Law and Revolution: Legitimacy and Constitutionalism After the Arab Spring (Oxford Constitutional Theory)

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en Limba Engleză Paperback – 07 Feb 2020
Taking the Arab Spring as its case study, this book explores the role of law and constitutions during societal upheavals, and critically evaluates the different trajectories they could follow in a revolutionary setting. It urges a rethinking of major categories in political, legal, and
constitutional theory in light of the Arab Spring. The book is a novel and comprehensive examination of the constitutional order that preceded and followed the Arab Spring in Egypt, Tunisia, Libya, Morocco, Jordan, Algeria, Oman, and Bahrain. Drawing on a wide range of primary sources, including an
in-depth analysis of recent court rulings in several Arab countries, the book illustrates the contradictory roles of law and constitutions. The book also contrasts the Arab Spring with other revolutionary situations and demonstrates how the Arab Spring provides a laboratory for examining scholarly
ideas about revolutions, legitimacy, legality, continuity, popular sovereignty, and constituent power.

With a new preface from the author addressing developments in the Arab Spring.

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ISBN-13: 9780198862673
ISBN-10: 0198862679
Pagini: 424
Dimensiuni: 154 x 229 x 23 mm
Greutate: 0.67 kg
Editura: Oxford University Press
Colecția OUP Oxford
Seria Oxford Constitutional Theory

Locul publicării: Oxford, United Kingdom


Nimer Sultany's Law and Revolution offers a long overdue corrective to a canon of legal theory that gives African and Asian experiences short shrift. It likewise poses a serious challenge to strands of area studies that, for all their claims of superseding orientalism, continue to approach entire regions in the Global South as mere sources of empirical data rather than dynamic sites possessing generative theoretical capacity. But there is much more to thisexceedingly important book than introducing legal theorists to the Middle East or bringing legal theory to Middle East studies. Perhaps it could be best characterized as a work of epistemological reversal, utilizing a deep reading of the Arab Spring to critique conceptual orthodoxies.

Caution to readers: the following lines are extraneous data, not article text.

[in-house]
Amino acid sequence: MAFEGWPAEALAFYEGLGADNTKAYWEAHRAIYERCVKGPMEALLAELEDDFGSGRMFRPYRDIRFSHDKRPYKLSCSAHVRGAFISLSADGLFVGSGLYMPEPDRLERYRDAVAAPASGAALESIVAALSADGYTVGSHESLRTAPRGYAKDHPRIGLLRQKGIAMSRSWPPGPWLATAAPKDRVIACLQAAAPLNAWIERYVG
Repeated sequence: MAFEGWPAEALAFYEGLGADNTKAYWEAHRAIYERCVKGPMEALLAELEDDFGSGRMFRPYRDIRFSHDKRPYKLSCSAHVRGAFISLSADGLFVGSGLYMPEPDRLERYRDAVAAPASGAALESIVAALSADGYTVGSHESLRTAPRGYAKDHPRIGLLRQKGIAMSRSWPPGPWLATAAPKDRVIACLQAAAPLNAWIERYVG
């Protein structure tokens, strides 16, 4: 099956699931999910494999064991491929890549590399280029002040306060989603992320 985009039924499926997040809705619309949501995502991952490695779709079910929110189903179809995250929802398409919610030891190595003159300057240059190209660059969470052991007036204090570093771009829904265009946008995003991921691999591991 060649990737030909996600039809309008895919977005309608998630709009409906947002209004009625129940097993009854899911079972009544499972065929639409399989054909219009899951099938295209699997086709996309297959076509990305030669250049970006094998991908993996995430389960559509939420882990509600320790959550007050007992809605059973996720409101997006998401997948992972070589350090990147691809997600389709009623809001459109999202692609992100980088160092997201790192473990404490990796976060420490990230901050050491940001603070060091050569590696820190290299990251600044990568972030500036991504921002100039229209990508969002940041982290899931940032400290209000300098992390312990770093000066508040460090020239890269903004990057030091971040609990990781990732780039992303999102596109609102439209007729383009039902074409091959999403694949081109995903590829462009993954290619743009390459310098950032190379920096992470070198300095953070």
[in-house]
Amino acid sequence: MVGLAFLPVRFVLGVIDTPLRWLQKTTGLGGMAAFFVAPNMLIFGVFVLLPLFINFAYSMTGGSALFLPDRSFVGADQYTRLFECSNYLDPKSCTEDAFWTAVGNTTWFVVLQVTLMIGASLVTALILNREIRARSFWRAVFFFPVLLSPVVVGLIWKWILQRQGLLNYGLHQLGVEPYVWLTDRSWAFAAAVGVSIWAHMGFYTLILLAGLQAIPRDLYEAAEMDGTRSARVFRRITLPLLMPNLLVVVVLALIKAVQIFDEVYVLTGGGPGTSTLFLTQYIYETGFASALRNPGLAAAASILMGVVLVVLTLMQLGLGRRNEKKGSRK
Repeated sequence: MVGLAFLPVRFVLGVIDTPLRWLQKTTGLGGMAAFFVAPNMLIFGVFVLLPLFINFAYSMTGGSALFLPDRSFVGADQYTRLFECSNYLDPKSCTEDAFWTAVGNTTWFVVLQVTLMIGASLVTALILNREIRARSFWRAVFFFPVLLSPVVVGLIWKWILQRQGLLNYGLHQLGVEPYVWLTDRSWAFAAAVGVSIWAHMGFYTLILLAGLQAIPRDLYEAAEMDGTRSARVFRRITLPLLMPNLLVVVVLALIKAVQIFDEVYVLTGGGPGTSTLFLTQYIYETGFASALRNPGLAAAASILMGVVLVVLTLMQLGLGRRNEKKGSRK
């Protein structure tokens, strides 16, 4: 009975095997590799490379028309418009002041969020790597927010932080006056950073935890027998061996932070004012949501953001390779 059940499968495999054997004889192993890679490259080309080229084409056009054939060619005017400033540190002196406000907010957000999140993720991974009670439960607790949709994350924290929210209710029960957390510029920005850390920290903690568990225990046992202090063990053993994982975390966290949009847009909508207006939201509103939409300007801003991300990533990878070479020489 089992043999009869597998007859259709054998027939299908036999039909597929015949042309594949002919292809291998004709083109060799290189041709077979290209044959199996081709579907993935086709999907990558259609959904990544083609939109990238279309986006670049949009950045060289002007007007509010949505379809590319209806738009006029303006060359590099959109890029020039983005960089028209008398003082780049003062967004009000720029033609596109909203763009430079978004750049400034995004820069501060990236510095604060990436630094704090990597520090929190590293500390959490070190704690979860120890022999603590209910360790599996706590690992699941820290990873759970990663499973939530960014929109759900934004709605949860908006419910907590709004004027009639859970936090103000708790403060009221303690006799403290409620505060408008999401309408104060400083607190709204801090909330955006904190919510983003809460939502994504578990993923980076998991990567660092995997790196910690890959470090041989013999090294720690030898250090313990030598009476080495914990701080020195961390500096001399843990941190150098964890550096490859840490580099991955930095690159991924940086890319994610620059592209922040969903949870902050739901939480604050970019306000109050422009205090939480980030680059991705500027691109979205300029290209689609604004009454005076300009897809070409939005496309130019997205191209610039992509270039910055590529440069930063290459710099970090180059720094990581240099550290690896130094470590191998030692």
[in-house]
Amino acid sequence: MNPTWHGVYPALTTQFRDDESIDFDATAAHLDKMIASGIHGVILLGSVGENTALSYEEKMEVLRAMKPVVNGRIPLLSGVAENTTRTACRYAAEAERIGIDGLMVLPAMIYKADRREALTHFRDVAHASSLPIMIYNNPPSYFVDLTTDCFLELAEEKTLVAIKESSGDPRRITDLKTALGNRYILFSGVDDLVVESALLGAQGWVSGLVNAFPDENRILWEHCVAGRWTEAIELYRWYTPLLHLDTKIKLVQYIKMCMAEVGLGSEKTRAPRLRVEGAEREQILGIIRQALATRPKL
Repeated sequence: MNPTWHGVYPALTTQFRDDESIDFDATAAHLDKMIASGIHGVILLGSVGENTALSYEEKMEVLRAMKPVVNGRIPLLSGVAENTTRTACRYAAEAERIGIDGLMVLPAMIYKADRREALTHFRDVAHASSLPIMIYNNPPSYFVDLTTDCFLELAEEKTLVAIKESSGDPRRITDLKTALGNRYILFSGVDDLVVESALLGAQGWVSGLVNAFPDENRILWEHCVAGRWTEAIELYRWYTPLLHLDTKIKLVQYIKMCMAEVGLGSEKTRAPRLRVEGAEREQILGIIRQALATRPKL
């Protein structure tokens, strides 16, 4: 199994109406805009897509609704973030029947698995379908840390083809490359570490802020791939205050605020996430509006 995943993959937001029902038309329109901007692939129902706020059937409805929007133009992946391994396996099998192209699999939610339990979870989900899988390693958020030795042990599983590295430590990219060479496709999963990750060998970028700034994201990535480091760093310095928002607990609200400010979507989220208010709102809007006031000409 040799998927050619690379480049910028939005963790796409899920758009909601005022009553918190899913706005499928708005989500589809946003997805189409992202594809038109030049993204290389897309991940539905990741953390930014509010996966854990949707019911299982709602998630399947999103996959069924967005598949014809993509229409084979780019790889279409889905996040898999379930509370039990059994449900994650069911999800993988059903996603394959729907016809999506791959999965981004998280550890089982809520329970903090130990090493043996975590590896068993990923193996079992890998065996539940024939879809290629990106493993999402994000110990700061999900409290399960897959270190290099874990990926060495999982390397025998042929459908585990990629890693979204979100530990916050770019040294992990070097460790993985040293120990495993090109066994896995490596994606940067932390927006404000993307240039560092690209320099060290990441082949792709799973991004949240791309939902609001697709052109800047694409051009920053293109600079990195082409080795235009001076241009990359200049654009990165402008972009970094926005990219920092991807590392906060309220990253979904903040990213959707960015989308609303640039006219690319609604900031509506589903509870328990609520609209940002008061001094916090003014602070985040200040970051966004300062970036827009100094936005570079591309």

It is hard to be too effusive in one's praise for this book. It is groundbreaking for several reasons: first, it removes constitutional politics in the Arab world from some exotic margin of constitutional studies and places it in the center of cutting-edge debates about the relationship of revolution to rule of law, the rule of law and legitimacy, and constituent power and constituted power, showing how the Arab experience both enriches constitutional theory and isenriched by it; second, its theoretical sophistication is unmatched by any other work in the field of Arab constitutional politics; and, third, it takes seriously the contributions of Arab constitutional lawyers themselves by incorporating their arguments and analysis into the structure of the bookinstead of treating them simply as derivative authors with nothing relevant to contribute to constitutional theory.